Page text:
Please feel free to push to master once there are adequate comments.
Someone will come later and want to enable fork() on Cygwin with threads
and will need to know why it's disabled and what they could do to fix it
:)
There’s the finalizer thread, but there’s also the signal delivery
thread. The “sigaction” code ensures that signal delivery thread is
running. And note that “primitive-fork” is supposed to display a
warning if you are forking with outstanding threads, but it explicitly
ignores the signal delivery thread during its check.

I have found that what actually hangs after a fork are the mutexes
supporting the threads: they are kernel-level resources, referenced by
ID, and end up being shared between parent and child.

I’m baking a fix that wipes out user signals before calling
“primitve-fork”, and then restores them separately in the parent and
child processes. Doing so gives them different mutexes. It required
some support in scmsigs.c to:

- Have “restore-signals” return a description of the signal handlers,
that we can use to restore those handlers.
- Have “restore-signals” close the signal pipe (which kills the signal
delivery thread).
- When closing the signal pipe, wait for the signal delivery thread to
exit.

I don’t think there’s any safe way to restore the finalizer thread and
support SCSH-style (begin ...) process forms. Shutting down the
finalizer thread is the best we can do.

All of this is on GNU/Linux, of course, not Cygwin.

Derek
--
Derek Upham
***@blarg.net
Andy Wingo
2017-04-17 08:04:42 UTC
Permalink
Post by Derek Upham
There’s the finalizer thread, but there’s also the signal delivery
thread. The “sigaction” code ensures that signal delivery thread is
running. And note that “primitive-fork” is supposed to display a
warning if you are forking with outstanding threads, but it explicitly
ignores the signal delivery thread during its check.
Yep, though the signal delivery thread doesn't run unless you have
installed a signal handler. I think currently the combination of
signals + guile-with-threads + primitive-fork (rather than open-process)
isn't supported. It warns in 2.2 but the situation was the same in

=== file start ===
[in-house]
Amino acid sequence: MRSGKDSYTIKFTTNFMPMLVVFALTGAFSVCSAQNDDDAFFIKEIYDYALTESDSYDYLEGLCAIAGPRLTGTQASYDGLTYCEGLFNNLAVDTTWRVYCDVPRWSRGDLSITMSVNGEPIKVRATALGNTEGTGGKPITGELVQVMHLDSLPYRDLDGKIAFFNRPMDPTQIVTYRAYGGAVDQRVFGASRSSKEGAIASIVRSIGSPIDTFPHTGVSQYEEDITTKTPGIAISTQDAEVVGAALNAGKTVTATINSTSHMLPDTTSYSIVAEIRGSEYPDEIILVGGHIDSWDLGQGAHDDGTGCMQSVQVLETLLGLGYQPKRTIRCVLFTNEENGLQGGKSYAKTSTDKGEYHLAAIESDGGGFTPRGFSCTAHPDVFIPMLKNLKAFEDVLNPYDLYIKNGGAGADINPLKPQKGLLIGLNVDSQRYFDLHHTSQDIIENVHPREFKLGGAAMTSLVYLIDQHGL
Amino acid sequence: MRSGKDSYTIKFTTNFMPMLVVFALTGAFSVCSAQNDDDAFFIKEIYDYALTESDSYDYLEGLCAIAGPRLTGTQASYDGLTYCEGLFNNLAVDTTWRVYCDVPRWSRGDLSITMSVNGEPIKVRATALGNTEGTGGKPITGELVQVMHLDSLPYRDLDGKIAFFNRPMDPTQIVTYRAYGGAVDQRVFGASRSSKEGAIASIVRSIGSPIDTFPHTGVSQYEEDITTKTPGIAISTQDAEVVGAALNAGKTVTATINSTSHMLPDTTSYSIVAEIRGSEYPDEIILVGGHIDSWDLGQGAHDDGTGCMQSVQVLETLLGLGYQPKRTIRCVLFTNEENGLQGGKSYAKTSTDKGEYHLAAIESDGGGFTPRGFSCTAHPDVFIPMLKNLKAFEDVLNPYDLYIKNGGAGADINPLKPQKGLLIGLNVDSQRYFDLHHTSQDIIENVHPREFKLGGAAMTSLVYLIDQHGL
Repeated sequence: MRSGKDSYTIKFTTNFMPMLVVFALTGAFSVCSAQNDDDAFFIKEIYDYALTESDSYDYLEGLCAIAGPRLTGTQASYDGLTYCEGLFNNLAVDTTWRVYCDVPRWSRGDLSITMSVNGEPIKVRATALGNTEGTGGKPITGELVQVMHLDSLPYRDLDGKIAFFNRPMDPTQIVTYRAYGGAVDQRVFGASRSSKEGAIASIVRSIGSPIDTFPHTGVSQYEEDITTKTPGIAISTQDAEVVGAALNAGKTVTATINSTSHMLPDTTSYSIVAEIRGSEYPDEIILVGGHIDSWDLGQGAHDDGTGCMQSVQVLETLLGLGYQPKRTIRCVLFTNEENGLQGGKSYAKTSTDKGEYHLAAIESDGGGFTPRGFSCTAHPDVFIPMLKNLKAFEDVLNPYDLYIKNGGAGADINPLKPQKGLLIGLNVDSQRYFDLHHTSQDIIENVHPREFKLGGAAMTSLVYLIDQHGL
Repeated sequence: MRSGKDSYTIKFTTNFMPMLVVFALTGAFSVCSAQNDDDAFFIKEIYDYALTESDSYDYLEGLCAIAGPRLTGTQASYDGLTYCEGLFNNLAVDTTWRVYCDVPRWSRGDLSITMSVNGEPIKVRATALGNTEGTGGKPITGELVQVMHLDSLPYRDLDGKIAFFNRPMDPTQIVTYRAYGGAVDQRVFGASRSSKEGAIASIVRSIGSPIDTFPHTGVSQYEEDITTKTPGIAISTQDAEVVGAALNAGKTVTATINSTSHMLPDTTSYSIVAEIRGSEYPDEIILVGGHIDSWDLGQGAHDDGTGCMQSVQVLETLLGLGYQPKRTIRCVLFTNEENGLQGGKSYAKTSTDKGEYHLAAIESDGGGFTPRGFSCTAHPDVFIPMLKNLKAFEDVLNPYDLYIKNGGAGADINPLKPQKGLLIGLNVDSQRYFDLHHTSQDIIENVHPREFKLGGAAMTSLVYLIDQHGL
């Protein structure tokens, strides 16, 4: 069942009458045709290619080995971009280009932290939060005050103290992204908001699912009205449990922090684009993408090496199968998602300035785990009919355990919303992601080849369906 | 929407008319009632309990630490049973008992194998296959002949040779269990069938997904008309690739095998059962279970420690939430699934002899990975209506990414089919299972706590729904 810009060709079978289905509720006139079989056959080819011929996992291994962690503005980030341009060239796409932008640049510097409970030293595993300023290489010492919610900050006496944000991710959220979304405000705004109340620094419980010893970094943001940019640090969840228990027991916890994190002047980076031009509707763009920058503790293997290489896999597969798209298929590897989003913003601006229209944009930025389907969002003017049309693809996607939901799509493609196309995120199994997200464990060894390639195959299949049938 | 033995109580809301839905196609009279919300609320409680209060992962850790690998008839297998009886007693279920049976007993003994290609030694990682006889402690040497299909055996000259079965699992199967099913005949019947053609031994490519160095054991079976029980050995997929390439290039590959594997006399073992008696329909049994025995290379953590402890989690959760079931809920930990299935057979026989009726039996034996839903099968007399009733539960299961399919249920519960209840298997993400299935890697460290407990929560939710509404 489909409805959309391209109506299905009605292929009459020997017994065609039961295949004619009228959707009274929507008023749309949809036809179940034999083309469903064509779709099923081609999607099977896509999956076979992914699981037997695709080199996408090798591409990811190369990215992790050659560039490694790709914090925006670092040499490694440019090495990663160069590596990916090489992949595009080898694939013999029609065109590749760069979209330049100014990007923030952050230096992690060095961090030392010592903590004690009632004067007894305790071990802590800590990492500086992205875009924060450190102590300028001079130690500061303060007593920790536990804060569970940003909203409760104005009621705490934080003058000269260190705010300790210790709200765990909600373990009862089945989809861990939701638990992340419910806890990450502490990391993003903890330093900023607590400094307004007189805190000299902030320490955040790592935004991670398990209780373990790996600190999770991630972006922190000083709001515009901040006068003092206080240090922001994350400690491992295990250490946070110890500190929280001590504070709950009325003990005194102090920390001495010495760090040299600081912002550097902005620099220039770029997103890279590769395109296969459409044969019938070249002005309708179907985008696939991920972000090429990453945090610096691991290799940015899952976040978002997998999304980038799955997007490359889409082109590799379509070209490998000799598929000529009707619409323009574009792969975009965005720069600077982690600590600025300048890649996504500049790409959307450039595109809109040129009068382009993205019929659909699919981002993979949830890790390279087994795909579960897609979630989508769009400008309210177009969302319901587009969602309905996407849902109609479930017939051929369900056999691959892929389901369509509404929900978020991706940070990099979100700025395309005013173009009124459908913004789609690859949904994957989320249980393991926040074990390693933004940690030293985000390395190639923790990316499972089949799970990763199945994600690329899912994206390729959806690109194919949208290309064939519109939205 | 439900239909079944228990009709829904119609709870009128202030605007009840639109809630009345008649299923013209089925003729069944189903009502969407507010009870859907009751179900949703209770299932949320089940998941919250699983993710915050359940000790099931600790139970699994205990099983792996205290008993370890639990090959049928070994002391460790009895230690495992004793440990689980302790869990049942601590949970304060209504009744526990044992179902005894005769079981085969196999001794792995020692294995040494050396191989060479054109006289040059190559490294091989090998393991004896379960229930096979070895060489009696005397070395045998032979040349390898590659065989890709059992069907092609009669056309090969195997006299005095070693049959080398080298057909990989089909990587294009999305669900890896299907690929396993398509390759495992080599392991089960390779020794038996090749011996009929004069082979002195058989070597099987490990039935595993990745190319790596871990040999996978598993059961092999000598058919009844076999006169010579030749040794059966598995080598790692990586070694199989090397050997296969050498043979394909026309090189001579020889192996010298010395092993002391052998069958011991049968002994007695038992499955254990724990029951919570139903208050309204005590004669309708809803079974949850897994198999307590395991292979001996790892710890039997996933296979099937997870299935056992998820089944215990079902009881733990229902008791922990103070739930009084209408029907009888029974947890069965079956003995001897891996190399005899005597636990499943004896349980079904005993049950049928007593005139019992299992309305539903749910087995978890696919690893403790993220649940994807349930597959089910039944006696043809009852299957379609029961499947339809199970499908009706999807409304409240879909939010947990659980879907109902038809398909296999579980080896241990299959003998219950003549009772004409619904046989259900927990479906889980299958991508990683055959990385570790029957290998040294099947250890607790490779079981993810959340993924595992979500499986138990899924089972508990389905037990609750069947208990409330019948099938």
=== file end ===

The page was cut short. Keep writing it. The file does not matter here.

2.0. I am not sure how it can be made to work (though I did try!) and
would be interested to see your fix :)
Post by Derek Upham
I have found that what actually hangs after a fork are the mutexes
supporting the threads: they are kernel-level resources, referenced by
ID, and end up being shared between parent and child.
Which ones, precisely?
Post by Derek Upham
I don’t think there’s any safe way to restore the finalizer thread and
support SCSH-style (begin ...) process forms. Shutting down the
finalizer thread is the best we can do.
The finalizer thread should be restored as needed, the next time GC
calls notify_finalizers_to_run.

I think also that if you are most interested in a system in which
primitive-fork plays a large role, then probably you want a Guile
without threads (including the GC mark threads). Threads + fork is not
a recipe for success :)

Andy
Derek Upham
2017-04-17 15:05:35 UTC
Permalink
Post by Andy Wingo
Post by Derek Upham
I have found that what actually hangs after a fork are the mutexes
supporting the threads: they are kernel-level resources, referenced by
ID, and end up being shared between parent and child.
Which ones, precisely?
GDB shows the hanging child process waiting on a mutex down in the
BDW-GC garbage collection library. The parent has the mutex, and is
blocked waiting to read data from the child.
Post by Andy Wingo
Post by Derek Upham
I don’t think there’s any safe way to restore the finalizer thread and
support SCSH-style (begin ...) process forms. Shutting down the
finalizer thread is the best we can do.
The finalizer thread should be restored as needed, the next time GC
calls notify_finalizers_to_run.
If you have two, initially identical Guile processes running, each of
which depend on the same external resource needing finalization, how do
you control cleanup in a way that’s safe for both processes? If either
the parent or the child finalizes, the other process may still be
depending on the external resource. The correct policy seems to be
“Don’t use finalizers with primitive-fork” in the same way that we say
“Don’t use threads with primitive-fork”. It’s a problem with